review by . April 10, 2002
Comic books are often dismissed by many people as having no real value. They are usually looked upon as a hobby for boys and nostalgiac entertainment for men who have never really grown up. However, comic books can be and are often much more. At their best, comics can become a moving work of art and a powerful piece of literature all in one piece. Such is the case with BATMAN: THE KILLING JOKE.THE KILLING JOKE has become a comic classic for a variety of reasons. The book's illustrations have influenced …
review by . September 20, 2001
The team of Alan Moore and Dave Gibbon, who combined to hit a grand slam with the now seminal graphic novel, Watchman, regrouped shortly after that and produced this examination of Batman. It's shorter, but that's the only real negative here. Moore's take on the Joker emphasizes the cruel nature of the character, and he includes a plot development here, which some of the other reviewers give away but I can't let myself do, that is shocking in how it affects characters.When I glance at a page of …
What's your opinion on Batman: The Killing Joke?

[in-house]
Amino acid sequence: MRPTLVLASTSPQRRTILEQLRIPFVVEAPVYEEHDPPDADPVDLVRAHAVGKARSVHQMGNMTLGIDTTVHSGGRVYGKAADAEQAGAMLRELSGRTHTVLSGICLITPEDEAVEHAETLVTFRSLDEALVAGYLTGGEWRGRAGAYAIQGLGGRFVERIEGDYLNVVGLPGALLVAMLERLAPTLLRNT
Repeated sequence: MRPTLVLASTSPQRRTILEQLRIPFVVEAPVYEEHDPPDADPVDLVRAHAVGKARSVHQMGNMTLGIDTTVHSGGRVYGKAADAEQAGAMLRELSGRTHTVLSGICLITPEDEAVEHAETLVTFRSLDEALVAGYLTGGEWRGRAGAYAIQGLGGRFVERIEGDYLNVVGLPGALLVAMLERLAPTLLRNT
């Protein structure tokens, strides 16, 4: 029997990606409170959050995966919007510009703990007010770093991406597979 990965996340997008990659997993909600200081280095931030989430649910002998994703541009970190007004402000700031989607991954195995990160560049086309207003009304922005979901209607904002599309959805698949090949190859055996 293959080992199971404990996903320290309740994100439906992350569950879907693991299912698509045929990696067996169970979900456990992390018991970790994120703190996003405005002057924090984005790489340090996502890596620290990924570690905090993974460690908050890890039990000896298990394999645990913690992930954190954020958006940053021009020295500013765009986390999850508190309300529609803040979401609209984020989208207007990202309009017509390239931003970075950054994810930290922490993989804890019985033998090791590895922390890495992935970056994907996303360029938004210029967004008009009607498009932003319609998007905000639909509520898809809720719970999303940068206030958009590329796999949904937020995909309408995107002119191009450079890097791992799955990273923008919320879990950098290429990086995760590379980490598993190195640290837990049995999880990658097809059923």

rate
18 Ratings: +3.9
You have exceeded the maximum length.
Photos
Batman: The Killing Joke
Batman: The Killing Joke
Related Topics
TOP 10

A superhero comic book series written by Alan Moore, illustr

Batman: The Dark Knight Returns

Frank Miller's dark futuristic series about Batman.

Batman: Year One, Part One

Frank Miller's celebrated graphic novel reinterpretation of

Polls with this book
Batman: Arkham Asylum

Favorite Graphic Novels Part I: Heroes

by

A History of Violence

Pick Your Favorite Graphic Novels!

by

Batman No Man's Land

The Best Batman Storyline

by

First to Review

"Watch(bat)man Redux"
© 2014 Lunch.com, LLC All Rights Reserved
Lunch.com - Relevant reviews by real people.
()
This is you!
Ranked #
Last login
Member since
reviews
comments
ratings
questions
compliments
lists